Money is full of germs and can also carry viruses like the coronavirus which is why you should go cashless. We know money exchanges many hands, and some of those hands might not be so clean. But now with the worldwide coronavirus pandemic, the risks to your health after handling money are greater.

The Chinese government has destroyed tens of thousands in cash to curb the spread of the coronavirus disease.  That is just one of the serious actions China has taken since the disease was discovered in the country's Wuhan province. While new infections are going down in China, they are increasing in the rest of the world. And that means greater vigilance is necessary.


Banks are in the process of disinfecting their cash by the use of ultraviolet rays and heat treatments. But the cash the everyday person is using is still in circulation, and it could go through dozens of hands within a few days before it gets to you. One of those hands could belong to a person who has been infected. Let's take a closer look at why going cashless during a pandemic is both precautionary and smart.

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How Is Cash Affected By The Coronavirus?

The World Health Organization (WHO), has not issued a warning for people to stop using cash completely. They have however reiterated that you should wash your hands thoroughly after handling cash. To start with, the virus does not spread by penetrating your skin, but when it is on your hands and you touch parts of your face. If you touch your eyes, nose, and mouth, the virus then has a way of getting into your body.

Also, it is important to note that if you stick to contactless payments, but still do not adhere to washing your hands after you touch your credit cards, phone or keys, you are still susceptible to infection, so, whether using cash, or non-cash payment methods, always ensure that you wash your hands as many times as you possibly can.

What Actions Governments Are Taking With Cash During The Pandemic

  • The Federal Reserve has quarantined all the money coming in from Asia for at least 7-10 days. Now, although contact with people or contact with the bodily fluids of an infected person is the main way of catching the virus, if you happen to hold money when infected, and then give the cash to a cashier, then, chances are that the virus shall be transferred from you to the cashier through the money you give to them.
  • In South Korea and China, not only have they destroyed plenty of cash, but they are also quarantining all the money for 14 days after it has been subjected to ultraviolet light. In these two countries, they have been heating money in order to disinfect it and kill the virus. Research done by McKinsey & Co. shows that the surfaces of keypads and ATMs may hold the virus in place and linger on till they transfer to the next person.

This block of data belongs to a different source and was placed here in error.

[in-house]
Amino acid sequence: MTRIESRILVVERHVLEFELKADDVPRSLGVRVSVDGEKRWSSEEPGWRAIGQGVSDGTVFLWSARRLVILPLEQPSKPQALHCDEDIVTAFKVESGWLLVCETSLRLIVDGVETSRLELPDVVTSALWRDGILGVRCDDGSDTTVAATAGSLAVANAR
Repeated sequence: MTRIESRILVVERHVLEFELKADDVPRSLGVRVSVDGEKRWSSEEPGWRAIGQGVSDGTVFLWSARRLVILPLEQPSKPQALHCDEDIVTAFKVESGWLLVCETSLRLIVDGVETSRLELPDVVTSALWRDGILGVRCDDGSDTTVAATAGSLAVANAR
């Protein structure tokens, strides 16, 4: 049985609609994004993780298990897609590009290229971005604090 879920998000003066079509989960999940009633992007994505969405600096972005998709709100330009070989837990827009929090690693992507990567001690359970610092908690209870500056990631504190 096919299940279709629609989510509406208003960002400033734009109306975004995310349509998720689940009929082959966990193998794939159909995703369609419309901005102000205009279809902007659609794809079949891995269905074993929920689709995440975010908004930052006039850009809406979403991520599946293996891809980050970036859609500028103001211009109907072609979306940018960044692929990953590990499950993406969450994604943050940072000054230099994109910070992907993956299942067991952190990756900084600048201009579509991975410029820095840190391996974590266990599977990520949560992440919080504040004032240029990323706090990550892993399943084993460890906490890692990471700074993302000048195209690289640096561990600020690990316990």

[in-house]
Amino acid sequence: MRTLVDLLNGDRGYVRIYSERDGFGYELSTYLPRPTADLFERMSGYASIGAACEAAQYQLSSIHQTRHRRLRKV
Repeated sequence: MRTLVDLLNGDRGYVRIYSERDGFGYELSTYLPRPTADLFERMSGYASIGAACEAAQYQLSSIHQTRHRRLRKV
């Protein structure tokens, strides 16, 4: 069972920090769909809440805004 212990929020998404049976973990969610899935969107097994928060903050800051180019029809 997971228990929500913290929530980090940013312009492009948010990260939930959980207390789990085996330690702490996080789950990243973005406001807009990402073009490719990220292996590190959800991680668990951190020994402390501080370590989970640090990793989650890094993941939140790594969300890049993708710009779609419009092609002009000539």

Why The Coronavirus Can Live Longer On Cash Than Your Hands

The virus on your hand does not last as long as it does on cash. This is because, the enzyme that is found in sweat, is able to break down the virus. It will also survive longer on inanimate objects such as surfaces. This, therefore, means that cash could be one of the biggest transmitters of the virus. That's why it is important for people to find alternative means of carrying out transactions. Many countries have already adopted cashless technology and so going cashless should be easy.


If you are suspected to have the COVID-19, or you may have traveled from another country that is considered to be a high risk you should be put in isolation and must not transact in cash at all. Contactless payments will help in addressing the theoretical risk of easy transmission from one person to another.

Now, other methods of payment such as credit cards, banknotes, and even mobile phones are not 100% safe. The virus survives longer on inanimate objects than it does on your skin. But, using a cashless method is believed to come with fewer risks than money. Especially, if you do the swiping yourself so that no one else touches your card or phone.

Why You Should Go Cashless During A Pandemic
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Why You Should Go Cashless During A Pandemic Conclusion

We all need to do whatever we can to halt a disease that has now left thousands dead around the globe. Simple things like going cashless during this time can make a world of a difference. Also, following health officials' orders about the correct way to wash your hands and keep your distance from others can go a long way in ensuring you stay healthy and everyone around you does too.